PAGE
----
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End for Zynga Inc (ZNGA)?

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Shares of social gaming company Zynga Inc (NASDAQ:ZNGA) plunged recently, after the company reported that it would cut 520 jobs, or roughly 20% of its workforce, in an effort to reduce expenses. It also warned of weak bookings (in-game virtual product sales) in its current quarter, which doesn’t bode well for a company that has lost nearly 50% of its market cap over the past twelve months.


Zynga Inc (NASDAQ:ZNGA) was once considered a speculative growth stock, but even now the speculators have turned bearish on the company’s growth prospects. An increasingly frayed relationship with Facebook Inc (NASDAQ:FB), a decline in total users, a paradigm shift from desktop to mobile gaming, and a desperate investment in online gambling all suggest that it may be time to give up on the maker of Farmville and Words With Friends.

First quarter fumble

During its first quarter, Zynga Inc (NASDAQ:ZNGA)’s revenue slid 18% year-on-year to $264 million. It managed to squeeze out an adjusted profit of a penny per share, or $9.1 million, a dramatic plunge from the 6 cents per share, or $47 million, it reported in the prior year quarter. Despite the decline from last year, its top and bottom lines still topped analyst estimates.

What really prompted Zynga Inc (NASDAQ:ZNGA)’s initial sell-off, however, was its drop in active users. Its daily active users, which generate the majority of Zynga’s revenue, dropped 20% to 52 million users. Monthly active users also fell 13% to 253 million. In other words, the writing is on the wall – double-digit user declines lead to double-digit revenue reductions.

In comparison, Electronic Arts Inc. (NASDAQ:EA) first entered the social games arena with its $300 million purchase of Playfish, which it closed down in April, and its $1.3 billion purchase of PopCap Games. Since then, EA has released several successful social games, such as The Sims Social, Sim City Social and Pet Society. However, Electronic Arts Inc. (NASDAQ:EA) has discontinued all three of these social titles as the company shifts its focus towards mobile games. That quick change has helped Electronic Arts Inc. (NASDAQ:EA), which recently reported a 21% year-on-year gain in non-GAAP mobile revenues.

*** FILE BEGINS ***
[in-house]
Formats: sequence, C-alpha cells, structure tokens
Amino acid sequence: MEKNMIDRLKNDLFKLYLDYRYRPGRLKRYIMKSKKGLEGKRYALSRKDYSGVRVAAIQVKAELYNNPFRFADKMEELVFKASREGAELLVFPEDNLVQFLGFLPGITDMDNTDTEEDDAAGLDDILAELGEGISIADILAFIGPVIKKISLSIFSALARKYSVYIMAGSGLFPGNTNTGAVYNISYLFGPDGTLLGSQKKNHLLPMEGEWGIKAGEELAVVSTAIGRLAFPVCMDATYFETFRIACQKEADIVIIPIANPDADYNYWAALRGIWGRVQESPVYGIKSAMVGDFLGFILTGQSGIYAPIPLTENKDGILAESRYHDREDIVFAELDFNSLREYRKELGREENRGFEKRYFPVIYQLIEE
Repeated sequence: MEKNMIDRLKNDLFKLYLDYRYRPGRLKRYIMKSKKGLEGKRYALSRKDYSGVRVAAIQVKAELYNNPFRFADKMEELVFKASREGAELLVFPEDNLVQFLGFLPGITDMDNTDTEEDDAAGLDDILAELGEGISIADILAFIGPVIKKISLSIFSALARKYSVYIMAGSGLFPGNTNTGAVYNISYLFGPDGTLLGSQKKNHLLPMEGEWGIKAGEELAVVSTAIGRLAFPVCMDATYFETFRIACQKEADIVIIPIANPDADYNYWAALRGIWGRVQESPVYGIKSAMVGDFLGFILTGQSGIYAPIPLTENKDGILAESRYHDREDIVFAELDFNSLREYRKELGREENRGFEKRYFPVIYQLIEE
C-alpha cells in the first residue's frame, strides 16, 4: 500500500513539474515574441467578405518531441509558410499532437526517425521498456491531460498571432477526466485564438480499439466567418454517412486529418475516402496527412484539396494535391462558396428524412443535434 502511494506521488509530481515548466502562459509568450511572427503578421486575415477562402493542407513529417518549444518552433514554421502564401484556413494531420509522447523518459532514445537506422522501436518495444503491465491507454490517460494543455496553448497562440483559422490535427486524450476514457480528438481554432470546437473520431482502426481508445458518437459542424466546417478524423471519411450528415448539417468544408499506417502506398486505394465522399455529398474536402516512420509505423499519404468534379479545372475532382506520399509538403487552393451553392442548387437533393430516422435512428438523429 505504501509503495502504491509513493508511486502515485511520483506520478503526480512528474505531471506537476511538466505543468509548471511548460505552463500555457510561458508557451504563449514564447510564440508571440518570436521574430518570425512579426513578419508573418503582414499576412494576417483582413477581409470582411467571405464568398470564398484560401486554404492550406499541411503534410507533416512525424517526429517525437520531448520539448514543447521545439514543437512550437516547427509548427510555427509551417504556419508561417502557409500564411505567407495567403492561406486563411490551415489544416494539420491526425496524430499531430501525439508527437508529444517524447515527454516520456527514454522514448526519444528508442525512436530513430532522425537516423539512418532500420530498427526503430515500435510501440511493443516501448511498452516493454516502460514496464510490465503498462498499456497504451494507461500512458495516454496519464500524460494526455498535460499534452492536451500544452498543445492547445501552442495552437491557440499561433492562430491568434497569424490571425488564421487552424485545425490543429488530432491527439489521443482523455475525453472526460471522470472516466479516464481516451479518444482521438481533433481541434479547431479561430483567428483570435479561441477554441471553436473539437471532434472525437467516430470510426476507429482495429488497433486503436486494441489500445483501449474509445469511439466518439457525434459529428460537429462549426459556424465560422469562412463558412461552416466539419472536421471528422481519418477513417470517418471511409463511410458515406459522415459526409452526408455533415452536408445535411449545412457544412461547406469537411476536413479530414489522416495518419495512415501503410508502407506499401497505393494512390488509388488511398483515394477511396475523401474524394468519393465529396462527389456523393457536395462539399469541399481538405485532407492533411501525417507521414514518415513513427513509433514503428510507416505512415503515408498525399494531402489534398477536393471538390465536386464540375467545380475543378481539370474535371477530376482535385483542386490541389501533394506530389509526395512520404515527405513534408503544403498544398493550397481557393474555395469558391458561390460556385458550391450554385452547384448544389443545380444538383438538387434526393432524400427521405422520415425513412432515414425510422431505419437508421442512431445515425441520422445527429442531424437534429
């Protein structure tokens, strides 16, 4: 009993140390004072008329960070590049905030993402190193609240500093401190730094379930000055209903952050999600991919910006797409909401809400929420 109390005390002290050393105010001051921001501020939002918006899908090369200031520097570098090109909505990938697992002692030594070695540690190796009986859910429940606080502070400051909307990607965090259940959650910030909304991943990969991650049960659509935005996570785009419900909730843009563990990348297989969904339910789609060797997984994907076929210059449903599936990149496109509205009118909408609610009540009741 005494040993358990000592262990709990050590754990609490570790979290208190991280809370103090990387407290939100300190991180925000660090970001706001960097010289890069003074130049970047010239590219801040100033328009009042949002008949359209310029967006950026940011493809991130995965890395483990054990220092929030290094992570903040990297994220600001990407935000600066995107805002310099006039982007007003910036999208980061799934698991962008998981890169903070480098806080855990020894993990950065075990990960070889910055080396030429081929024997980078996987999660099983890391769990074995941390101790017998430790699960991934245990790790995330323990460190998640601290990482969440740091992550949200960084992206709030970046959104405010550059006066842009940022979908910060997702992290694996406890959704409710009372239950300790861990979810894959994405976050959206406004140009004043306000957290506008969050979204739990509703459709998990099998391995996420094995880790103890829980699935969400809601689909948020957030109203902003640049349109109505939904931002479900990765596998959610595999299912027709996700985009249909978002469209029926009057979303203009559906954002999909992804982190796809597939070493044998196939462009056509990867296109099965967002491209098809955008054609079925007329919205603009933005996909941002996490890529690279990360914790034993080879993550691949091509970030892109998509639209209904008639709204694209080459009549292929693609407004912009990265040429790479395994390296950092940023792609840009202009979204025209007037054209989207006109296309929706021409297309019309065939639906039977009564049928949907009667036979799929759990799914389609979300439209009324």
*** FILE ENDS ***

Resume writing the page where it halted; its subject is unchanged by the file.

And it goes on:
Zynga CFO attempted to appease investors during the post-earnings conference call, stating, “It’s not about keeping score of the quarter. It’s about the long game.”

The long (losing) game

If the “long game” is to wither slowly into unprofitability, then Zynga is winning. However, if the goal is to actually steal market share away from smaller competitors, such as Angry Birds maker Rovio Entertainment, then Zynga is failing miserably.

Zynga Inc (NASDAQ:ZNGA) CEO Mark Pincus’ current strategy is to close studios, discontinue older games, and lay off employees. Pincus’ long-term goal is to streamline the company’s resources to focus more on mobile games, rather than desktop social ones. The company’s recent round of job cuts, which brings its workforce down to 2,300, will also eliminate its New York, Los Angeles and Dallas studios. Zynga claims the cuts will reduce expenses by $70 million to $80 million.

While reducing its expenses to balance its costs with revenue is a step in the right direction, Zynga still doesn’t produce enough mobile games to remain competitive. Some of Zynga’s more popular mobile offerings include Draw Something, Words With Friends and Farmville 2.

By comparison, EA is developing 15 new mobile titles for fiscal 2014, such as Plants vs Zombies 2, a new Bejeweled game, and more EA Sports games. Last quarter, EA enjoyed massive mobile gains from The Simpsons: Tapped Out, which generated $10 million in digital revenue last quarter, hitting a cumulative total of $50 million since its launch last August. That’s a tough lineup for Zynga to defend against, especially considering Zynga Inc (NASDAQ:ZNGA)’s open admission that it often resorts to copying other more successful franchises.

EA CFO Blake Jorgensen has echoed Pincus’ strategy, stating, “We are placing greater emphasis on mobile and less on social games.” The only difference is that EA is pulling it off with ease, fueled by the second largest video game publishing operations in the world, while Zynga is shrinking rapidly into a dark corner.

Worse times ahead

What’s worse, Zynga lowered its expectations for its second-quarter bookings, which are now projected to come in at the lower end of its prior guidance of $180 million to $190 million. This indicates that even the most die-hard fans of Zynga games, who sometimes spend thousands of dollars on virtual cows and power ups, are losing interest. Bookings comprise the majority of Zynga’s top line, the rest of which is generated by advertising revenue.

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